Ending my career in city management signals the beginning of my education as an old human. I suppose it’s not really the beginning, but rather the start of the substance of the remaining curriculum –something like a graduate degree in human relations. My primary teachers will be my grandchildren, who now number 17 and will soon increase to 18 in August. I know my wife has also been working on her lesson plans for whatever time I have left.
I have two step-grandchildren who I don’t know very well, and they may not have much interest in their newly acquired relative. They seem like nice young people, though; and I hope they can give me some guidance about relating to my younger, teenage grandchildren. I have blotted out memories of my own children’s teenage years, and I would like my new experiences to involve less pain. As much as I love my grandchildren, I am occasionally reminded that they are little humans with the same failings we all share. Still, I’m looking forward to some good backpacking trips and other adventures during the summer months.
More time to hang out with young people also means more time to hang out with old people. I made a decision not long ago that I wouldn’t make any commitments for the first six months of retirement, in an effort to just relax and enjoy the reduction in responsibilities. Not long after that decision, I received a call from a Canadian cousin asking me to attend her birthday celebration on – you guessed it – the first official day of my retirement. Canada seems like such an attractive place these days that I couldn’t pass up the opportunity to scope it out and reestablish connections. Within a few days of the Canadian call, my wife informed me we would be taking my mother-in-law on a cruise in the Mediterranean in October. My last cruise was courtesy of the U.S. Navy in 1974, and I have never had much of a desire to repeat the experience. Cruise ships do not appeal to me, but going on the trip will give me a chance to complain about it for years to come. This trip also involves a reading list that I’ve been told I have to complete over the next few months.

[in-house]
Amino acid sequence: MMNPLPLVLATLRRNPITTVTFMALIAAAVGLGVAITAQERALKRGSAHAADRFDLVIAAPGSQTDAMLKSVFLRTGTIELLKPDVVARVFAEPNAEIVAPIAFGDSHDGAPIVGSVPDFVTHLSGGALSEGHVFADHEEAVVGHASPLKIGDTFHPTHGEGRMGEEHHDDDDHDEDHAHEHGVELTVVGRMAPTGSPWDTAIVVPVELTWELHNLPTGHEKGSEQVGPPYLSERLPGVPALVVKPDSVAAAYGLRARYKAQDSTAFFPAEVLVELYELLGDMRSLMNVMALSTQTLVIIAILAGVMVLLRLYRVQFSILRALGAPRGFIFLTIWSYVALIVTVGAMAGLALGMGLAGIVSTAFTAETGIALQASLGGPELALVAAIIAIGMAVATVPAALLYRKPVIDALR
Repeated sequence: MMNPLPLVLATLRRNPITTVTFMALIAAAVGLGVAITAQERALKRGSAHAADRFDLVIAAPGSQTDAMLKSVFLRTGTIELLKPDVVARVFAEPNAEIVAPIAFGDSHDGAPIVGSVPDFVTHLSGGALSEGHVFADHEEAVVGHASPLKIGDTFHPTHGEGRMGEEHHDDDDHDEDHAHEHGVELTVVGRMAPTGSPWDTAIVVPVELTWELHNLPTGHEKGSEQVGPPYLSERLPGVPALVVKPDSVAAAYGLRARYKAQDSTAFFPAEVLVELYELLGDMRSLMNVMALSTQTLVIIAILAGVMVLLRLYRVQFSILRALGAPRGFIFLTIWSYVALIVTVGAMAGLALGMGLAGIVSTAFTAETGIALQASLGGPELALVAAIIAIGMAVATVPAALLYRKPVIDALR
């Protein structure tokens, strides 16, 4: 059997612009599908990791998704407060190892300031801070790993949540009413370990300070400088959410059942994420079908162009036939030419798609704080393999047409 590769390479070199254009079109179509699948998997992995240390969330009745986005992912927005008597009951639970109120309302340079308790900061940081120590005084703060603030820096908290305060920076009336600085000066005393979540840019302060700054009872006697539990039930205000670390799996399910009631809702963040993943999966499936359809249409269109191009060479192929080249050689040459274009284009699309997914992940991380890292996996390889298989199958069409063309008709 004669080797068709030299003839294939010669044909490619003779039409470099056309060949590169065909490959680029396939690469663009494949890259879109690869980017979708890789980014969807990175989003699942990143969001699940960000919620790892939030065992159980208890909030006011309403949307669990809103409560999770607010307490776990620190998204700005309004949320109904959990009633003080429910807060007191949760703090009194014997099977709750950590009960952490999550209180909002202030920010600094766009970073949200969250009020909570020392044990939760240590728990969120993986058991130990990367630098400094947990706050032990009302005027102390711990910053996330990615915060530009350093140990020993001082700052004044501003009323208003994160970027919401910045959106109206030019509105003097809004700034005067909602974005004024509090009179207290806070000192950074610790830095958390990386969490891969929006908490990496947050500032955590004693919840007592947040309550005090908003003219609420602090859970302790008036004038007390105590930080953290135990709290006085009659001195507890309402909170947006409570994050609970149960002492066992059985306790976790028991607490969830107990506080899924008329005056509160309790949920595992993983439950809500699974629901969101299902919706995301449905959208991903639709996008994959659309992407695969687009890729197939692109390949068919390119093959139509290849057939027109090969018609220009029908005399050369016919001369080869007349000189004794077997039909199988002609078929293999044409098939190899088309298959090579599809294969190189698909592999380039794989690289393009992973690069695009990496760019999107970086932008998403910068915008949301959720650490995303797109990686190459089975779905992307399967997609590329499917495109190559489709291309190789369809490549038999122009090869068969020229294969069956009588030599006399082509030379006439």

All of this sounds like I will be living a life of leisure in retirement. After paying for the two planned trips, I might be found at the local Walmart greeting customers. Proposed cuts to U.S. foreign assistance programs and the deconstruction of the State Department may end my career in international development. Most of what I have done in developing countries has been as a volunteer, and I’m sure I will continue to do that as the opportunity arises.
I will try to avoid writing any more about my retirement in my remaining eight columns and focus on important things like the new city budget, the transition to a new manager, city challenges, and new opportunities. Many good things are happening in the City right now, and there is no shortage of inspiring events and people to highlight.